A publisher’s point of difference

29/09/2020 - 14:00


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The disruption caused by COVID-19 has put the future of work firmly in the spotlight.

A publisher’s point of difference
Technology has changed newsrooms and reporting. Photo: Stockphoto

I was asked the other day how Business News viewed the future in terms of what our staff will do.

The question arose at the launch of the Committee for Perth’s latest project, the ‘Future of Work’, which will focus on equipping Western Australia and its people for the changing world of work.

While those at Business News perform many roles, it is our journalists who are the relatively unique part of the operation.

Clearly the world of media has changed. You’d have to have been under a rock not to notice the disruption to the news and the advertising that funded a lot of it.

The major mainstream media groups have been most negatively affected.

In publishing, new search websites have nabbed the classifieds business – homes, employment and cars – while a plethora of specialist publishers have been able to reach big markets cheaply, using search engines and social media that have also grabbed huge advertising dollars. 

Television has faced similar issues, with the arrival of streaming services and YouTube presenting nearly unlimited on-demand content.

In radio, the threat comes from podcasts.

Each of these mediums faces the simultaneous globalisation and commoditisation of news. But what does that mean for the work of journalists?

I don’t think many people would be surprised to hear that, as traditional mainstream media has withered, an ever-decreasing number of journalists has been expected to create more and more content.

The writing of a story a day (with the required level of fact checking and research) or a feature over a week is a distant memory for print journalists. 

Many newspapers clinging to life have their staff producing dozens of stories a week, often across a range of subjects that few humans could be adequately briefed on. 

The truth is, increasingly, it isn’t journalism; a fact that further alienates readers and drives circulation and revenue closer to a tipping point of closure.

There is a growing counter to that. 

Emerging from this disruption is a push towards deeper investigative journalism that is unique and can justify its location behind a paywall.

The industry changes have resulted in less differentiation between media types.

Print, radio and television outlets all have websites.

Journalists from all sectors have to be able to write articles for their websites, and many print journalists can now operate a video camera, edit an audio interview, and take print-quality photos.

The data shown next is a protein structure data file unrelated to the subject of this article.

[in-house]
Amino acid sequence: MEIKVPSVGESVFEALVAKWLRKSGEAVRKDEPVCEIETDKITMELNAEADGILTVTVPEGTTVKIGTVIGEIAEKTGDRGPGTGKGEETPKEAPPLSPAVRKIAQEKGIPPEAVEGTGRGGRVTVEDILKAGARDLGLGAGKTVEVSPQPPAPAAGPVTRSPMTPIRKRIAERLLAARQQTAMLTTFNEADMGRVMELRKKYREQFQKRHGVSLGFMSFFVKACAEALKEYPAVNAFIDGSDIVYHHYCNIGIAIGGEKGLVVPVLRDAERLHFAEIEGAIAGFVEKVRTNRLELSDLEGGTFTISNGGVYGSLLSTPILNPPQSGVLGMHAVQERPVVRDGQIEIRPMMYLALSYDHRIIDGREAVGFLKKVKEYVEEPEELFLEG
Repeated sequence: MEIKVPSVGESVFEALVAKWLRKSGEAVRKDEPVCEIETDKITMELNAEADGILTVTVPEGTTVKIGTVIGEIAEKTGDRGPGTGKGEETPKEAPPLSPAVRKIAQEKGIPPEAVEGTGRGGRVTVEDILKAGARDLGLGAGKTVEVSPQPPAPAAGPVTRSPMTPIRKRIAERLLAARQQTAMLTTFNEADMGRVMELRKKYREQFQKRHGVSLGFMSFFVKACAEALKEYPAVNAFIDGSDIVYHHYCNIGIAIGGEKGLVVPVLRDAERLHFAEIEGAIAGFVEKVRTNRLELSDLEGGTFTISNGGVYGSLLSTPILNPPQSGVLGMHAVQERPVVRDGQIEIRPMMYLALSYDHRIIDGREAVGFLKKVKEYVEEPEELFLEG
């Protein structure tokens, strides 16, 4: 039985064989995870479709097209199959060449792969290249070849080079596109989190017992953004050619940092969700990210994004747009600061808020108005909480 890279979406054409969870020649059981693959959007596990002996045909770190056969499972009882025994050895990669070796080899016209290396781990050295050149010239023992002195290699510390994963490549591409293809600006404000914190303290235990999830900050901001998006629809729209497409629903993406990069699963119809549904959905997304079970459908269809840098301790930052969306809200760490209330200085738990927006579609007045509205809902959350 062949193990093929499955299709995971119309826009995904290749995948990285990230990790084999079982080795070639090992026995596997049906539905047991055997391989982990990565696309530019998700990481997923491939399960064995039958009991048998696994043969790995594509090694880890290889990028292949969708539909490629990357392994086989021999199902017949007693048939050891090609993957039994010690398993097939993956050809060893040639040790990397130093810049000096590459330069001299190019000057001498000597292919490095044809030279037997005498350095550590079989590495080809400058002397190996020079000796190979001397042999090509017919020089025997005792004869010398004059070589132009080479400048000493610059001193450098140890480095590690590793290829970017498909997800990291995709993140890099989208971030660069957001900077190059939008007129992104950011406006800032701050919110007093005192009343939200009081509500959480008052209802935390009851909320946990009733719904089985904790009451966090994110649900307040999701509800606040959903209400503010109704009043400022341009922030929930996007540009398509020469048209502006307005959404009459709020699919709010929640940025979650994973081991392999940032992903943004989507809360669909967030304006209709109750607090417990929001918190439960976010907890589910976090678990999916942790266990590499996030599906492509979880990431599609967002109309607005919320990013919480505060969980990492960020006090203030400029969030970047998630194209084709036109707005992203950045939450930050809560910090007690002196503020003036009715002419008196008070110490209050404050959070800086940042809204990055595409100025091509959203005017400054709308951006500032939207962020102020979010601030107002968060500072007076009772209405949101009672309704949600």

Journalists have also had to become adept at using social media to broaden their reach and attract followers to their work.

Another wave of change is coming, however.

Artificial intelligence, long mooted as a threat to journalism, is now on our doorstep.

There are already websites where commodity news such as announcements or appointments can be automatically edited into formats readers are more comfortable with. 

Machines will soon perform this tedious task, whereas until the recent past it was where junior writers learned their craft.

Now, young journalists will have to train themselves. 

Meanwhile, algorithms are deciding which stories go on what pages, delivering news to audiences based on their reading preferences. 

For as long as news has existed, this was a role for the editor, a human, who made story placement decisions based on public interest, newsworthiness and other similarly quaint calculations.

One way for humans to remain part of the system is in the development of gifted journalists who add real value to a publisher, something that a machine can’t do (for a while yet, I hope).

The result will be a performance hierarchy that favours talent more than it has to date.

Oddly, in part, it will be machines that guide us through this counter-revolution.

In many newsrooms, journalists are already watching whose stories generate more clicks, and the most sophisticated publishers are noting which stories result in subscriptions.

Reporters will increasingly have an eye on the data behind the stories in order to make themselves more valuable.

The upside? The current clicks-based system that, in many cases, rewards titillation will be replaced by a better way of valuing an author’s work: how they attracted and retained an audience willing to stump up a credit card to get past a paywall.

It seems likely that journalists will become more like authors, actors and sports stars, with the top far more differentiated (and known) from the bottom by their ability to write, their self-promotion, and their appeal beyond a defined geographic area.


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